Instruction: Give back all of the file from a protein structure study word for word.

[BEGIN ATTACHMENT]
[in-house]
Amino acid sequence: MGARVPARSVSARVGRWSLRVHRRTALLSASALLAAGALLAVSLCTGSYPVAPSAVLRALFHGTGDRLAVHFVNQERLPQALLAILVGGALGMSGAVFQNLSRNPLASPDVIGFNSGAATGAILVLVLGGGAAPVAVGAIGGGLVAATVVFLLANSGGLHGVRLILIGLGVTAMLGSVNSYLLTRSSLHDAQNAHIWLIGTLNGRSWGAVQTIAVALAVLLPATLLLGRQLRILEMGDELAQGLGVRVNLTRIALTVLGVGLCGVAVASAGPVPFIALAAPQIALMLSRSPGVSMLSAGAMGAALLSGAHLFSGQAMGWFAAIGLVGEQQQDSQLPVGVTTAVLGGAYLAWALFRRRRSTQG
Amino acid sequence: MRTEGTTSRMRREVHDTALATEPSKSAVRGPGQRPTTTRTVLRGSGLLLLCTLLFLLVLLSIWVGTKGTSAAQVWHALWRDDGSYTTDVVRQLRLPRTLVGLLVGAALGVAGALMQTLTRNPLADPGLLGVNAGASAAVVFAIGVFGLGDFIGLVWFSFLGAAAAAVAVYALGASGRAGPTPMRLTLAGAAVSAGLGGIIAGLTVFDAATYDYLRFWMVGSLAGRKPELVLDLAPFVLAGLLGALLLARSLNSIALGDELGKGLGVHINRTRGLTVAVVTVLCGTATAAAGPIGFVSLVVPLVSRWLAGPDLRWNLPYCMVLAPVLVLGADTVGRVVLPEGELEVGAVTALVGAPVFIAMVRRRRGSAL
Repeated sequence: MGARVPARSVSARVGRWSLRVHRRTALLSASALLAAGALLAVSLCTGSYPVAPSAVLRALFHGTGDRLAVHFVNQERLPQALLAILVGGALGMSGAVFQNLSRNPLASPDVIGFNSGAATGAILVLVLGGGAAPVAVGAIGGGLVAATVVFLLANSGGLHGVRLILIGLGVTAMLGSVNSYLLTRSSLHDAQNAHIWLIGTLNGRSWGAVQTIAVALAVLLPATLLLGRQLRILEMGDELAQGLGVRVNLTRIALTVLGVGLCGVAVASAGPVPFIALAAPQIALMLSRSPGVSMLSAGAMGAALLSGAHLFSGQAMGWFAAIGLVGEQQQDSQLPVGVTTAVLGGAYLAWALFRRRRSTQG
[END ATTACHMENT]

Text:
[in-house]
Amino acid sequence: MGARVPARSVSARVGRWSLRVHRRTALLSASALLAAGALLAVSLCTGSYPVAPSAVLRALFHGTGDRLAVHFVNQERLPQALLAILVGGALGMSGAVFQNLSRNPLASPDVIGFNSGAATGAILVLVLGGGAAPVAVGAIGGGLVAATVVFLLANSGGLHGVRLILIGLGVTAMLGSVNSYLLTRSSLHDAQNAHIWLIGTLNGRSWGAVQTIAVALAVLLPATLLLGRQLRILEMGDELAQGLGVRVNLTRIALTVLGVGLCGVAVASAGPVPFIALAAPQIALMLSRSPGVSMLSAGAMGAALLSGAHLFSGQAMGWFAAIGLVGEQQQDSQLPVGVTTAVLGGAYLAWALFRRRRSTQG
Amino acid sequence: MRTEGTTSRMRREVHDTALATEPSKSAVRGPGQRPTTTRTVLRGSGLLLLCTLLFLLVLLSIWVGTKGTSAAQVWHALWRDDGSYTTDVVRQLRLPRTLVGLLVGAALGVAGALMQTLTRNPLADPGLLGVNAGASAAVVFAIGVFGLGDFIGLVWFSFLGAAAAAVAVYALGASGRAGPTPMRLTLAGAAVSAGLGGIIAGLTVFDAATYDYLRFWMVGSLAGRKPELVLDLAPFVLAGLLGALLLARSLNSIALGDELGKGLGVHINRTRGLTVAVVTVLCGTATAAAGPIGFVSLVVPLVSRWLAGPDLRWNLPYCMVLAPVLVLGADTVGRVVLPEGELEVGAVTALVGAPVFIAMVRRRRGSAL
Repeated sequence: MGARVPARSVSARVGRWSLRVHRRTALLSASALLAAGALLAVSLCTGSYPVAPSAVLRALFHGTGDRLAVHFVNQERLPQALLAILVGGALGMSGAVFQNLSRNPLASPDVIGFNSGAATGAILVLVLGGGAAPVAVGAIGGGLVAATVVFLLANSGGLHGVRLILIGLGVTAMLGSVNSYLLTRSSLHDAQNAHIWLIGTLNGRSWGAVQTIAVALAVLLPATLLLGRQLRILEMGDELAQGLGVRVNLTRIALTVLGVGLCGVAVASAGPVPFIALAAPQIALMLSRSPGVSMLSAGAMGAALLSGAHLFSGQAMGWFAAIGLVGEQQQDSQLPVGVTTAVLGGAYLAWALFRRRRSTQG